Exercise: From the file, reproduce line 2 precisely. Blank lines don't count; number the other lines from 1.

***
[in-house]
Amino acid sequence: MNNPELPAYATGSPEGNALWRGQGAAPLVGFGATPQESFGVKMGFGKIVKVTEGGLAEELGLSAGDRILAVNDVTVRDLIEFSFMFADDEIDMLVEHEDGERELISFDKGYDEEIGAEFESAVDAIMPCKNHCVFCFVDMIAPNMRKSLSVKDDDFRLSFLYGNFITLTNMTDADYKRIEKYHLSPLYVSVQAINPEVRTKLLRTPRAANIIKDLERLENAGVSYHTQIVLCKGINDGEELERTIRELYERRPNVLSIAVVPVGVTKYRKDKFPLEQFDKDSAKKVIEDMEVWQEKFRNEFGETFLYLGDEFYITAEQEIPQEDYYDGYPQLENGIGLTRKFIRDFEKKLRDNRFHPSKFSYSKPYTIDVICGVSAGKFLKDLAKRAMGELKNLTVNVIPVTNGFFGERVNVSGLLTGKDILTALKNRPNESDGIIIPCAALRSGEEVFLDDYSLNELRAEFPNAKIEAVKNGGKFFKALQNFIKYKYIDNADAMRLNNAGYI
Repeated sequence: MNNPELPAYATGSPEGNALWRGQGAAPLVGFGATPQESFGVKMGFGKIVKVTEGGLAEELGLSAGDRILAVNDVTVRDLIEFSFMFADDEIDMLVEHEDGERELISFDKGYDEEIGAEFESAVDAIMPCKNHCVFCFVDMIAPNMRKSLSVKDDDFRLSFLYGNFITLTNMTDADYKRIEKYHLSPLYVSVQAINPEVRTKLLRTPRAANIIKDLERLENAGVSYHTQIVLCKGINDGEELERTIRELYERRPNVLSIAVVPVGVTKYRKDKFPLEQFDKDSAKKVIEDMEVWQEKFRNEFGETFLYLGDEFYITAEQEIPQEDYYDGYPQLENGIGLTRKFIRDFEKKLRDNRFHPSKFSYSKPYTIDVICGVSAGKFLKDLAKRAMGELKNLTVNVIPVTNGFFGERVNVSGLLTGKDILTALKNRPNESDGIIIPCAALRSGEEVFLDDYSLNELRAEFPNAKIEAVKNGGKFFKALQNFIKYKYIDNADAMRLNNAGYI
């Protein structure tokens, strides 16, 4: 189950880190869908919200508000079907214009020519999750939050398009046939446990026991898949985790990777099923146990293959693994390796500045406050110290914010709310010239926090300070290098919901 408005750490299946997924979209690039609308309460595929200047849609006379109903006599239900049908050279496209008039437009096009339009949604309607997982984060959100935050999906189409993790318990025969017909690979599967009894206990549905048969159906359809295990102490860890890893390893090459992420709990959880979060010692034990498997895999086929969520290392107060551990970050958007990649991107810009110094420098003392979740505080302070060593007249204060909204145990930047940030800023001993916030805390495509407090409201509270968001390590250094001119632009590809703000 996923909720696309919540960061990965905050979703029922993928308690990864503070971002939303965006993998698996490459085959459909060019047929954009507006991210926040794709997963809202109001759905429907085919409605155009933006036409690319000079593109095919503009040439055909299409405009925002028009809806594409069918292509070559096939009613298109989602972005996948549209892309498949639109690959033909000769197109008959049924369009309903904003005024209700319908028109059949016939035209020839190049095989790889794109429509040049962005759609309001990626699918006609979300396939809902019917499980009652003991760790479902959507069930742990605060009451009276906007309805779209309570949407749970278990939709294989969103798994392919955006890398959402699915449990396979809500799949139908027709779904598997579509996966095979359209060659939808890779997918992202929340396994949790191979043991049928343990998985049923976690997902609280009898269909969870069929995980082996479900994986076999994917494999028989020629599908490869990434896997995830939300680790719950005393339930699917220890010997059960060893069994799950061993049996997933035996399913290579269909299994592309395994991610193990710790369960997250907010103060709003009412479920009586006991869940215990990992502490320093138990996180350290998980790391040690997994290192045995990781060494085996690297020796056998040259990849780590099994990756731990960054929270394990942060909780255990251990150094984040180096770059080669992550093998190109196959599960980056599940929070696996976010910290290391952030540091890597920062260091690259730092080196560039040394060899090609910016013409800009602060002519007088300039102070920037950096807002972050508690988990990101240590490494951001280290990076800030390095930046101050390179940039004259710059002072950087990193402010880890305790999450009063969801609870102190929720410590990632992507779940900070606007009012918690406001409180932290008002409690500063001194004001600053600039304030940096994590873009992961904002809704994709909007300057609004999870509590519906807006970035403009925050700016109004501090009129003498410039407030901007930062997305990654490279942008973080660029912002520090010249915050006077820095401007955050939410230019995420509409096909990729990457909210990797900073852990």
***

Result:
Amino acid sequence: MNNPELPAYATGSPEGNALWRGQGAAPLVGFGATPQESFGVKMGFGKIVKVTEGGLAEELGLSAGDRILAVNDVTVRDLIEFSFMFADDEIDMLVEHEDGERELISFDKGYDEEIGAEFESAVDAIMPCKNHCVFCFVDMIAPNMRKSLSVKDDDFRLSFLYGNFITLTNMTDADYKRIEKYHLSPLYVSVQAINPEVRTKLLRTPRAANIIKDLERLENAGVSYHTQIVLCKGINDGEELERTIRELYERRPNVLSIAVVPVGVTKYRKDKFPLEQFDKDSAKKVIEDMEVWQEKFRNEFGETFLYLGDEFYITAEQEIPQEDYYDGYPQLENGIGLTRKFIRDFEKKLRDNRFHPSKFSYSKPYTIDVICGVSAGKFLKDLAKRAMGELKNLTVNVIPVTNGFFGERVNVSGLLTGKDILTALKNRPNESDGIIIPCAALRSGEEVFLDDYSLNELRAEFPNAKIEAVKNGGKFFKALQNFIKYKYIDNADAMRLNNAGYI